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    Vejarano method benefits presbyopia

    Aberration modulation, double ablation profile combination provides good vision


    Dr. Vejarano
    PopayŠn, Colombia—The Vejarano Method, a PresbV treatment for presbyopia, provides good vision for patients with all refractive defects. Aberration modulation is performed in the dominant eye and a double-ablation profile is used in the central and peripheral cornea—the PresbV (Vejarano Method)—for the non-dominant eye. L. Felipe Vejarano, MD, described this new algorithm.

    "Pseudoaccommodation is achieved through better depth of focus, negative spherical aberration, against-the-rule astigmatism, and miosis," said Dr. Vejarano, in private practice in PopayŠn, Colombia. "The advantage of the new PresbV technique is that its own software can be used in the wavefront system [WaveScan, Abbott Medical Optics (AMO)].

    "The technique is reproducible and reliable for any surgeon and patient because the [wavefront system] controls everything," he said. "The surgeon needs only to input a good refraction into the computer and select the dominant and nondominant eyes, does not need any adjustment, and also does not have any change depending of the patient age."

    Dominant, nondominant eyes




    In the PresbV technique, Dr. Vejarano performs aberration modulation in the dominant eye and double ablation in the nondominant eye.

    "The binocular visual outcomes that I obtain have been excellent for any distance," he said.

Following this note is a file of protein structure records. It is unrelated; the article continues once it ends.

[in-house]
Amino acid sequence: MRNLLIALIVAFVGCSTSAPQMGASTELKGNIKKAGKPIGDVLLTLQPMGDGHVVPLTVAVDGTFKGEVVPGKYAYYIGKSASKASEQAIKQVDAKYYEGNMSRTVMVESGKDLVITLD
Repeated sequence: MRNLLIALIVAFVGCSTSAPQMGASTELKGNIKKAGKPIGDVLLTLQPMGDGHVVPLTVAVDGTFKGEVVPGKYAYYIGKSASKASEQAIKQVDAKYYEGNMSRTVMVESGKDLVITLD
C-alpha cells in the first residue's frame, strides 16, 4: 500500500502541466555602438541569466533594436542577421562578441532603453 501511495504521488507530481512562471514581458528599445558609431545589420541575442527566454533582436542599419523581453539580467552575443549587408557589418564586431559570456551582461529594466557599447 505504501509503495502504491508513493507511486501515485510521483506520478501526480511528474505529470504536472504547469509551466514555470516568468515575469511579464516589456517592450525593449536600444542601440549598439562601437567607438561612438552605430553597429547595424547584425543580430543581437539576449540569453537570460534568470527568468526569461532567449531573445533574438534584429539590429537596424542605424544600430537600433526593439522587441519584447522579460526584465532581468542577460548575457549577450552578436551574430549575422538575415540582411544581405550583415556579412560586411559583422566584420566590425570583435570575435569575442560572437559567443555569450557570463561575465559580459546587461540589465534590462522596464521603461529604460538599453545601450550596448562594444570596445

He began performing this technique in the dominant eye of patients with hyperopia (greater than +3.75 D) in October 2006 to improve the depth of focus. Patients underwent treatment (CustomVue, AMO) with slight hypercorrection with an excimer laser system (VISX STAR S4 IR, AMO) to provide pseudoaccommodation and generate negative spherical aberration by customizing the nomogram percentage.




    In March 2009, he began to use aberration modulation to treat the dominant eye of patients with myopia (greater than –1.50 D). Patients underwent treatment (CustomVue) with hypocorrection with the same laser to improve the depth of focus and try to avoid inducement of positive spherical aberration secondary to the ablation using a customized nomogram.

    His results indicated that the patients always achieved excellent far and near vision, with few complaints of halos and glare, from the first day after surgery. Thus far, some patients have been followed for more than 18 months and others for more than 3 months, Dr. Vejarano said.

    To date, he has treated 194 eyes of 110 patients with myopia, hyperopia, or astigmatism and those with emmetropia: myopia (69 eyes of 37 patients; average age, 48.03 years) ranging from –0.75 to –6.25 D, hyperopia (125 eyes of 73 patients; average age, 52.44 years) ranging from +1.25 to +6 D, emmetropia (22 eyes of 22 patients; average age, 50.81 years) ranging from +1 to –0.50 D, and all degrees of astigmatism. Eighty-three of the patients were treated binocularly.

    "Today, there is not one [single] technique that permanently corrects presbyopia," Dr. Vejarano concluded. "The PresbV [technique] provides patients with good glasses independence and excellent vision in any distance in any kind of refractive defect. The . . . technique appears to be very promising for treating presbyopia in almost every patient. Obtaining successful results with this surgery depends on the patient's needs and expectations."








    FYI


    L. Felipe Vejarano, MD
    E-mail:

    Dr. Vejarano has no financial interest in the subject matter. He described this new algorithm most recently at the 29th Pan-American Congress of Ophthalmology and at the annual meeting of the American Society of Cataract and Refractive Surgery.

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